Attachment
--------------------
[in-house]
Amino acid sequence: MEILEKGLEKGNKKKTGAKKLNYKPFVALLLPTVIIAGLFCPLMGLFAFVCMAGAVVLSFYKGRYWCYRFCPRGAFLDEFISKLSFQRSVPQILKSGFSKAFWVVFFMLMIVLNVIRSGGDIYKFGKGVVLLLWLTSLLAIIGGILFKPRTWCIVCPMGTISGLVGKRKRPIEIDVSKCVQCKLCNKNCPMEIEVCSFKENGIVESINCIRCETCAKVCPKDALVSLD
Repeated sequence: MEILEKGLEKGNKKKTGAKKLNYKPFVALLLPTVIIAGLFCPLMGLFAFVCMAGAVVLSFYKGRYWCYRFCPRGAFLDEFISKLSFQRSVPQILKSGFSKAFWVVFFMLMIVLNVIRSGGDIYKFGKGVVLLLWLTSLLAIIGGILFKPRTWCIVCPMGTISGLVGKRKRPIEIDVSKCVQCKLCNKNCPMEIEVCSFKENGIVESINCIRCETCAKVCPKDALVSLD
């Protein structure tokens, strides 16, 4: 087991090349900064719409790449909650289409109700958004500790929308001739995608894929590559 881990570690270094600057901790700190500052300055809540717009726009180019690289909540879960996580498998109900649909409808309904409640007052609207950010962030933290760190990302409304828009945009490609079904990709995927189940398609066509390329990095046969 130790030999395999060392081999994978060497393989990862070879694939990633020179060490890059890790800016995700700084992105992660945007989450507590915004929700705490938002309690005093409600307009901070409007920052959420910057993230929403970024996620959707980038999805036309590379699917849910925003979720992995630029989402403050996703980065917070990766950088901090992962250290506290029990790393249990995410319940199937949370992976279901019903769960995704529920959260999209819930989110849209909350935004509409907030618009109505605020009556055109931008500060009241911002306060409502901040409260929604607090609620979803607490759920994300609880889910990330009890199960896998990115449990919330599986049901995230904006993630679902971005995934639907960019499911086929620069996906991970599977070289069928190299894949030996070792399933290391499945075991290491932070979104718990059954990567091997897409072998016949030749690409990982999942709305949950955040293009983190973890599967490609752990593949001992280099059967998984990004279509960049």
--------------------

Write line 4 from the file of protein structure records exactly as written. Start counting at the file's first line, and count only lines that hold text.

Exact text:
């Protein structure tokens, strides 16, 4: 087991090349900064719409790449909650289409109700958004500790929308001739995608894929590559 881990570690270094600057901790700190500052300055809540717009726009180019690289909540879960996580498998109900649909409808309904409640007052609207950010962030933290760190990302409304828009945009490609079904990709995927189940398609066509390329990095046969 130790030999395999060392081999994978060497393989990862070879694939990633020179060490890059890790800016995700700084992105992660945007989450507590915004929700705490938002309690005093409600307009901070409007920052959420910057993230929403970024996620959707980038999805036309590379699917849910925003979720992995630029989402403050996703980065917070990766950088901090992962250290506290029990790393249990995410319940199937949370992976279901019903769960995704529920959260999209819930989110849209909350935004509409907030618009109505605020009556055109931008500060009241911002306060409502901040409260929604607090609620979803607490759920994300609880889910990330009890199960896998990115449990919330599986049901995230904006993630679902971005995934639907960019499911086929620069996906991970599977070289069928190299894949030996070792399933290391499945075991290491932070979104718990059954990567091997897409072998016949030749690409990982999942709305949950955040293009983190973890599967490609752990593949001992280099059967998984990004279509960049």